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A Lesson in Forced Blub Flowering

January 17, 2011

 

Indoor blooms don’t just happen. As you can see in the photo, my Narcissus Paperwhites are flowerless. This was my first experience with indoor bulb forcing, which I shared with my readers in November. You can review my original posts by clicking on these three links:

Day 8 of forcing Narcissus Paperwhites Indoors

Indoor Bulb Forcing: Part I

Indoor Bulb Forcing: Part II

At first, my Paperwhites flourished. Two buds burst into tiny white flowers and bloomed for nearly three weeks. I was ecstatic. Everyday I watched for more blossoms with eager anticipation. Buds continued to form. As the foliage grew, my excitement heightened because I looked forward to a happy plant covered in florets. Then the flowers as well as the buds died. I was devastated and couldn’t understand what happened because the bulbs were healthy and firm. It was obvious I had failed them, and I wanted to know why.

Since I couldn’t find the answer online, I called a local nursery for some practical advice. The owner answered the phone and said, “I don’t know, but come in and buy ours. Our bulbs would never do that.”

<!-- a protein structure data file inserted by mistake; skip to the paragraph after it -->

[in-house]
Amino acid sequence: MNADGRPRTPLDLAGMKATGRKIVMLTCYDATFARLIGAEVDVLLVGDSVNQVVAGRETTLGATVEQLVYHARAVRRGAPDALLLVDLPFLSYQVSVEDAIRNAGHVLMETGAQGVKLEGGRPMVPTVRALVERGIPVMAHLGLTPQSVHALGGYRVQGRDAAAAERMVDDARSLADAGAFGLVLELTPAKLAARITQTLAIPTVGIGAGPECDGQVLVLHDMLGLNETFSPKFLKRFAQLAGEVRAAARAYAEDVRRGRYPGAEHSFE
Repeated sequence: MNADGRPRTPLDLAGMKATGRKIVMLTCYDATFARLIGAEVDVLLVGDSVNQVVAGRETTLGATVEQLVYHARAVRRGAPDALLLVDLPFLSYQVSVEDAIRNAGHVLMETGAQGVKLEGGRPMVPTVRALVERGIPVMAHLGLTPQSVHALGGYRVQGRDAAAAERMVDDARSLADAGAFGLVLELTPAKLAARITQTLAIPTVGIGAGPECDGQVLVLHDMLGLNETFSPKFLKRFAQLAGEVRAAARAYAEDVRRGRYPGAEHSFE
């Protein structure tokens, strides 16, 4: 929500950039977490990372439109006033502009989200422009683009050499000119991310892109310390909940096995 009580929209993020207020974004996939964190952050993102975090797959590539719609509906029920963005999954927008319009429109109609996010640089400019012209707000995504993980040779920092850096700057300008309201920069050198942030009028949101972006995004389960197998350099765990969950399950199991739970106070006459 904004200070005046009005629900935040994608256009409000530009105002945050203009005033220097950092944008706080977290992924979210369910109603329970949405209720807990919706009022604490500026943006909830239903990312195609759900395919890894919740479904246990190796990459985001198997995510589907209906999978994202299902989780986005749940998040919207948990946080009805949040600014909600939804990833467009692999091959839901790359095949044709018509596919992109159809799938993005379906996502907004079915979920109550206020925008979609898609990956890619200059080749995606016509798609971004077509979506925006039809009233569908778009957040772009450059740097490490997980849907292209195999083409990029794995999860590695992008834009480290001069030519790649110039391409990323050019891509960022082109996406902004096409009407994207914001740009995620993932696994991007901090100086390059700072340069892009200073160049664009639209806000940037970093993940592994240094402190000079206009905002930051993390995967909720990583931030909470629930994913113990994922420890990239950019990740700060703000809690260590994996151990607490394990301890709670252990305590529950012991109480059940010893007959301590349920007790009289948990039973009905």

Frustrated, I sought help elsewhere. Here’s what had I learned:

“Narcissus bloom when it is cold out. They like it cold and wet. They usually yellow when the air is too dry, and soil too dry.” –Julie Morehouse, Horticultural Advisor/Garden Coach, Stockton, CA | 209-598-4707 

“You under-watered, once the bulbs flower the water evaporates quickly. They need more water to keep blooming.” –Bill Renfro, owner of Plants and Produce Retail Nursery, Lodi, CA | 209-727-0323

BINGO! I finally knew what I did wrong and how to avoid failure next time. My potted Narcissus sat in a warm, dry room. I was so concerned about over watering, the soil was barely moist, and with too many holiday festivities, I probably let it dehydrate more than once. Although my oversight wasn’t costly, I was disappointed with the results of my neglect.

If you are thinking of forcing indoor flowers, whatever variety bulb you choose, benefit from my mistakes—research environment, water needs and other growing requirements for successful indoor bulb flowering. Copyright © 2011 Dianne Marie Andre

 

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2 comments

  1. Excellent advice for forced blub flowering.

    How are your plants doing now? bernadine

    Like


    • The season is over so the bulbs are in the compost pile. I could have put stored them until planting time, but oftentimes bulbs don’t bloom as well the second time around. However, some gardeners are very successful with recycled bulbs.

      Like



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